1960-1965

Autumn 1960 (Age 86)

In late summer, Sir Winston and Lady Churchill flew to Venice to join Aristotle Onassis’ yacht Christina, for their second cruise, this time around the Greek islands. Before. embarking on Christina, they toured Venice’s Grand Canal, to the delight of large crowds.

A favorite fellow-guest on the tour was Dame Margot Fonteyn, the celebrated ballerina. A main occasion was a meeting with President Tito of Yugoslavia. Special events were an automobile tour of Crete, a dinner party given by the Crete laberal leader, and visits to the ruins of King Minos’ palace at Knossos and the ruins at Corinth. The cruise ended at Athens, where the Churchills flew home to London.

After celebrating their 52nd Wedding Anniversary’at Chartwell they went to France to spend a month at the Hotel de Paris in Monte Carlo. Visitors to the Churchill suite included Charles de Gaulle, Prince Rainier and Princess Grace of Monaco and Somerset Maugham. Sometimes Sir Winston went out to visit Lord Beaverbrook’s villa, or the gaming tables at the Casino.

Following their return to London, Sir Winston suffered a fall at Hyde Park Gate that resulted in his admission to St. Mary’s Hospital, Paddington. Despite the fact that he had broken a small bone high up in his neck he was up and walking again in three weeks, but he was unable to attend the wedding of Edwina Sandys, his granddaughter.  

Summer 1960 (Age 85)

In April Charles de Gaulle, now President of France, returned to Britain for the first time since the war. His first visit was to the home of Sir Winston Churchill. Churchill and de Gaulle had had a love-hate relationship since de Gaulle had landed on Britain’s shores in 1940. Their mutual pugnacious temperaments and the national interests of their countries caused considerable acrimony. Churchill’s famous statement about the Cross of Lorraine being the greatest cross he had to bear during the war was balanced by de Gaulle’s reference to him as “le monstre de Downing Street.”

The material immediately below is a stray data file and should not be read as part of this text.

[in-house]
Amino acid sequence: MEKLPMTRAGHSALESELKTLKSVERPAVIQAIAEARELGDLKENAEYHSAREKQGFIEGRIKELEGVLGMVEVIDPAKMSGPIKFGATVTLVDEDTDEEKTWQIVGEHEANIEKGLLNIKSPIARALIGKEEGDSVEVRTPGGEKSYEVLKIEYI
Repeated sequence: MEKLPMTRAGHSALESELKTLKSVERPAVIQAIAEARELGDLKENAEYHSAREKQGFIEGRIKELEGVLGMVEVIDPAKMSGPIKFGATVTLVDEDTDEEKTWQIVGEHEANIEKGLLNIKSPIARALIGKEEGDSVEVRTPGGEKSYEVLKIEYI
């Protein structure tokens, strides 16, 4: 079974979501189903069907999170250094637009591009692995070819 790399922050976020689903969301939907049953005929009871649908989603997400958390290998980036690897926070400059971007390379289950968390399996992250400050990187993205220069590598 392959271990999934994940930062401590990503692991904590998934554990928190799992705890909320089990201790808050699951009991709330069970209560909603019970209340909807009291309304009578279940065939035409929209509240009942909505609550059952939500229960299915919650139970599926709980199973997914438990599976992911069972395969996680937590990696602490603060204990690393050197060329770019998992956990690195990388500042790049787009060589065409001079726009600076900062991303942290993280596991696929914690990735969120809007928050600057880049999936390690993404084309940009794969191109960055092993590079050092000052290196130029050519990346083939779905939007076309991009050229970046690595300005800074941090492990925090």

Wartime rivalries and antipathies were now put aside Sir Winston greeted his guest in French, “Vous estes le bienvenue chez moi. Jusqu’a la fin de ma vie vous serez le bienvenu.” (You are welcome. Until the end of my days you will be welcome in my home.)

De Gaulle was accorded the honor of addressing both Houses of Parliament. As the bandsmen broke into the “Marseillaise,” the eyes of the General and Sir Winston met and both welled up with tears. But the tears changed to laughter when de Gaulle exclaimed: “If it came about in those days of June 1944 that I found myself by no means always in agreement with my illustrious friend, on particular points, it is perhaps because success, henceforth assured, led us into some degree of intransigence . . . But see how time undertakes to bring out in relief what matters and to wipe out what counts for little.”
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Spring 1960 (Age 85)

Some of Sir Winston’s favorite vacations were spent aboard Aristotle Onassis’ yacht, Christina. On this occasion they cruised the Caribbean. The plan was to meet Onassis at Gibraltar, but as they approached the rock they encountered gale-force winds which caused the pilot to overshoot the runway twice. Roy Howells, Sir Winston’s valet, describes the frightened state of the passengers, “but the calmest man on board was Sir Winston, who quietly puffed away at his seven-inch-long cigar, gazing out of the window as if nothing were wrong.” Churchill’s physician, Lord Moran, ascribes other causes to WSC’s placid behavior: “The blanching of his brain has wiped out his fears.” Moran’s account relates the story of an octogenarian with only sporadic touches – and those were usually unhappy – of reality.

Yet according to Howells, Churchill was so active exploring even the most inaccessible parts of the yacht and the small ports in the Caribbean that it was a constant challenge for a well-trained crew to facilitate those wishes.

Onassis was determined to be a perfect host for his idol and guest and even learned Churchill’s favorite card game, bezique, in order to play with him. Great crowds welcomed them at every port. Often the flotillas of private boats endangered the passage of Christina in the harbors.

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